Human Relevant Research at Canterbury University

Animal-free research is being conducted at the University of Canterbury.
June 14, 2019

A research project run by the Mental Health and Nutrition Research Group at Canterbury University looked at micronutrients and the possible impact these have on alleviating depression in humans. We noticed that their research didn't mention animal models, so we got in touch with the group to find out more!

When we asked if this research was based on animal models, a member of the research group said:

“We don't conduct any studies on animals within our lab - or do any animal testing prior to receiving human ethical approval, and therefore all of the research that comes out of our lab is human-relevant.”

This is fantastic news as this is the kind of research we advocate – research that is species-specific and humane. We focus a lot on what we are against, but we want to start making more of an effort to show you all what research looks like that we agree with. The human-relevant research conducted by the Mental Health and Nutrition Research Group appears to be both scientifically sound and ethical.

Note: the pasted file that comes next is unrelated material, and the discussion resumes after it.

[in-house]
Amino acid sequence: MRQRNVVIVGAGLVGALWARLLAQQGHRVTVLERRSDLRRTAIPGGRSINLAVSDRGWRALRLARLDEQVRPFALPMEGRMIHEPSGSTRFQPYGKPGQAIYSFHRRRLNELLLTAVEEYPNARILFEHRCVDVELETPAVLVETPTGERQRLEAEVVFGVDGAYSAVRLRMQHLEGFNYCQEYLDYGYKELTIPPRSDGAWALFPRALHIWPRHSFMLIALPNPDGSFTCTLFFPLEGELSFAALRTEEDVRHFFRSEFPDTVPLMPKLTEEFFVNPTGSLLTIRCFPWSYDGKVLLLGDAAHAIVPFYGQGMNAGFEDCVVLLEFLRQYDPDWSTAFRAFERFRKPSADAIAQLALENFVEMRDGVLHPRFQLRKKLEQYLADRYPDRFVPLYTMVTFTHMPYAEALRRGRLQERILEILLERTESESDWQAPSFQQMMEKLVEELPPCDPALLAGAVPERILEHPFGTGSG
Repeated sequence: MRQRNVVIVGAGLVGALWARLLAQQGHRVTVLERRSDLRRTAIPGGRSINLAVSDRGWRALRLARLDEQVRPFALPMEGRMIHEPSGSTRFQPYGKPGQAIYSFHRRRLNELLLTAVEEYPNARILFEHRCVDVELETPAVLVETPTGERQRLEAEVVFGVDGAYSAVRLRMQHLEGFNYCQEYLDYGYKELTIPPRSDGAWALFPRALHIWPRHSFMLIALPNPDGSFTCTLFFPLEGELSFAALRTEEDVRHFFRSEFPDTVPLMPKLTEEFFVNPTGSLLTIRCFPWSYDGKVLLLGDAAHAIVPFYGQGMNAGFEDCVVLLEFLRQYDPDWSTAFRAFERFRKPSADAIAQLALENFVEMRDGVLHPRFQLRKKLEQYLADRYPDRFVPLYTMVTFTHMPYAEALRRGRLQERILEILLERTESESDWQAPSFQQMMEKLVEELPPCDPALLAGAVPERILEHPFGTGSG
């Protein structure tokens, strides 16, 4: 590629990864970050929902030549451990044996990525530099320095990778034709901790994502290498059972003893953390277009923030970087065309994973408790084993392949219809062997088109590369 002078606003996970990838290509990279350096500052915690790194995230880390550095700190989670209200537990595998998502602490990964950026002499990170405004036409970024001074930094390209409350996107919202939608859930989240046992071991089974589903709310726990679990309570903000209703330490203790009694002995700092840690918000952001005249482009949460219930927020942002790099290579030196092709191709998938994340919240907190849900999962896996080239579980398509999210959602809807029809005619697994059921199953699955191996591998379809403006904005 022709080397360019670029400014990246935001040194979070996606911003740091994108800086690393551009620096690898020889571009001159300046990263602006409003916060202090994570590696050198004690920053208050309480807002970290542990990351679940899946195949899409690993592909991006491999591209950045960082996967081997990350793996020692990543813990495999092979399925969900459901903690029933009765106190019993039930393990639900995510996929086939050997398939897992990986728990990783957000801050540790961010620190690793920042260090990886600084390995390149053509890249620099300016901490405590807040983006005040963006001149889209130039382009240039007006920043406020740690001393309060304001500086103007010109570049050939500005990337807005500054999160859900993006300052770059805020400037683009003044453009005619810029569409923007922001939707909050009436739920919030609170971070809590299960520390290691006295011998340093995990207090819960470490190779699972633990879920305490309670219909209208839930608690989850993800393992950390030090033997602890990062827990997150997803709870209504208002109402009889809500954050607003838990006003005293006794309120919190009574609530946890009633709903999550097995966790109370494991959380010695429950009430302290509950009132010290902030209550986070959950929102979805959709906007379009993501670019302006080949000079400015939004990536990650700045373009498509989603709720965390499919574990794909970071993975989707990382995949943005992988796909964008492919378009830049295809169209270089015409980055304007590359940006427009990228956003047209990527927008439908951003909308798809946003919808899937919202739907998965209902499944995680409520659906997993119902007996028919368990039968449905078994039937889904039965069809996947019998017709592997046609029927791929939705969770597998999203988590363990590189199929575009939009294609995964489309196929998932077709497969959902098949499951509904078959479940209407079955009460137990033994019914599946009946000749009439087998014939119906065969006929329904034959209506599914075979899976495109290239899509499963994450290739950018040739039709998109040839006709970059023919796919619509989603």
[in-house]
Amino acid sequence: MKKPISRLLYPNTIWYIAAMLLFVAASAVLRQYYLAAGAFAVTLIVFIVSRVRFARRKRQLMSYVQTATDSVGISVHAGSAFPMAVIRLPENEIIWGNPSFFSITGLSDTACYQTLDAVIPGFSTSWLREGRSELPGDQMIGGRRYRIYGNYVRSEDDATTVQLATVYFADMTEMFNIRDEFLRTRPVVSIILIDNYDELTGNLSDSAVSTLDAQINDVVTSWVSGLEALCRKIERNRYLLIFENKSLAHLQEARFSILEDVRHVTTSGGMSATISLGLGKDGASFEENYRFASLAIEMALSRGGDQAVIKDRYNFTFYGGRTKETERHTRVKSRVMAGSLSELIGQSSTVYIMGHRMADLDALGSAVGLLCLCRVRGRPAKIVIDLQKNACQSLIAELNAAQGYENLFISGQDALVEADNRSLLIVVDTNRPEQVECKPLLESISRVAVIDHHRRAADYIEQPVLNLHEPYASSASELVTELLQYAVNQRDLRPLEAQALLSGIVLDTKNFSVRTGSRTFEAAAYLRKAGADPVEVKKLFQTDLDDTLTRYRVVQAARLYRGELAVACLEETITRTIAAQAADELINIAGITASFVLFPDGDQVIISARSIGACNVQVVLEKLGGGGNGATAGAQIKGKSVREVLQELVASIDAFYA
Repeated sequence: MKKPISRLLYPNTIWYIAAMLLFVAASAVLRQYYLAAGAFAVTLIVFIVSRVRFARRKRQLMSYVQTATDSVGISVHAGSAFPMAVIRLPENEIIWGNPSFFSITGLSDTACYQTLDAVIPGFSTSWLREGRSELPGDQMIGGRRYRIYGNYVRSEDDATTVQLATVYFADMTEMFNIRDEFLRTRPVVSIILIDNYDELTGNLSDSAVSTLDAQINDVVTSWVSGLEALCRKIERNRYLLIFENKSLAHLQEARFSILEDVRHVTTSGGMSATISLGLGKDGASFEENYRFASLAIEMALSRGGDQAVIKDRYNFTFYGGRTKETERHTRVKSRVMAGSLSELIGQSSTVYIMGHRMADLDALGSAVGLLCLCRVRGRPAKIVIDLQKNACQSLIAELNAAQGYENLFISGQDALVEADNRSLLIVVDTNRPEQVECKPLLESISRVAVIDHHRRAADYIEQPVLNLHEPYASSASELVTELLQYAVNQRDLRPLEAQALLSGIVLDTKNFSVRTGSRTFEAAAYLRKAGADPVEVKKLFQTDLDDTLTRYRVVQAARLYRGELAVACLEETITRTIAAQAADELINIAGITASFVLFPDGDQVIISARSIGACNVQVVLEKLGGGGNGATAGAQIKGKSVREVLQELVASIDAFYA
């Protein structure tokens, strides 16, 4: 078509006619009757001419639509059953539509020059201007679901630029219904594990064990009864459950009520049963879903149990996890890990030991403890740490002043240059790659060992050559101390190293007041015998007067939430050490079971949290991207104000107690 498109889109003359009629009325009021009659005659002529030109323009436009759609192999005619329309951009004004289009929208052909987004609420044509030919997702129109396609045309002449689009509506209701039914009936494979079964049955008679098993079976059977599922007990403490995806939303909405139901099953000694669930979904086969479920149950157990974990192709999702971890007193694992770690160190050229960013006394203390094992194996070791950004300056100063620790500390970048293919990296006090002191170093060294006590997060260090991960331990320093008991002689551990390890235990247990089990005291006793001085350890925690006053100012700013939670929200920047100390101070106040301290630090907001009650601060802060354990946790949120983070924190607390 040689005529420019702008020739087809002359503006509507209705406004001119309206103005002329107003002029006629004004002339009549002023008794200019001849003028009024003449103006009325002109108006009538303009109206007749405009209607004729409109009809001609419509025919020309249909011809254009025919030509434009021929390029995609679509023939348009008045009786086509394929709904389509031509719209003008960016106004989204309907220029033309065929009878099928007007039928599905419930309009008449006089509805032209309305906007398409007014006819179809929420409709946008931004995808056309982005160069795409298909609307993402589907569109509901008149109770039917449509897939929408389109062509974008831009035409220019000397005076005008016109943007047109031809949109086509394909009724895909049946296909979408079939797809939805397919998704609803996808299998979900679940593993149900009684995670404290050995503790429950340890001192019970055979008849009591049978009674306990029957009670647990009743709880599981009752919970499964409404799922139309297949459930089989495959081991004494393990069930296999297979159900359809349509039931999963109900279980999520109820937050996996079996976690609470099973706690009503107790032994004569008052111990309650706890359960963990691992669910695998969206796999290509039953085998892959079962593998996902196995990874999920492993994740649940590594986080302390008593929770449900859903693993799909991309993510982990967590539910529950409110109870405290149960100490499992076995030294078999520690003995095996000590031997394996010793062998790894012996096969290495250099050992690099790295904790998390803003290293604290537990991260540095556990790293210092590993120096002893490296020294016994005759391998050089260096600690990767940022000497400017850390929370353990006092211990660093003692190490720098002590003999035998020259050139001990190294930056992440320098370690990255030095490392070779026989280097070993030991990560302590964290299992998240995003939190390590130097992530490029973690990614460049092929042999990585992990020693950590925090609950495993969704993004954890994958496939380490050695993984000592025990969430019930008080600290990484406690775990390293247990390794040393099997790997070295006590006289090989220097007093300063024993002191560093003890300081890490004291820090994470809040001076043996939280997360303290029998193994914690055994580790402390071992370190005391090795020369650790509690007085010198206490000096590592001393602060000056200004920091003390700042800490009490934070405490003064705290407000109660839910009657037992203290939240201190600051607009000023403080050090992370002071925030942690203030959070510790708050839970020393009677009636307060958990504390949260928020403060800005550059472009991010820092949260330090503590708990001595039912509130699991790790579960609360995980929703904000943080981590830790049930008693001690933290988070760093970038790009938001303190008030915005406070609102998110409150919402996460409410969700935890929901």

The future of human health research is animal free and we’re excited to see what human-relevant research can lead to!

The studies currently underway on depression include:

  • The Nutrients for Mental Health, Anxiety and Depression (NoMAD) Trial

The aim of this study is to find out if micronutrients have any effect on reducing the signs of depression in humans. The researchers have made it clear that medications work for some people and can save lives, but supplements containing micronutrients could be a less risky option to try out first in some cases. Find out more here.

  • The NUTRIMUM Study

The aim of this study is to find out if a vitamin and mineral (micronutrient) supplement can improve low mood and anxiety in pregnant women. Find out more here.

The above studies will produce data that is relevant to humans, which is far better than any non-human animal model could ever achieve.

Human-relevant research isn’t a new concept for the Mental Health and Nutrition Research Group. They've also conducted human-relevant research into:

  • Mood disorders/emotional dysregulation
  • Anxiety disorders/stress
  • Autism
  • ADHD/behaviour dysregulation
  • Psychosis
  • Addictions
  • Insomnia
  • Brain injury

With your help we can end animal experimentation in Aotearoa.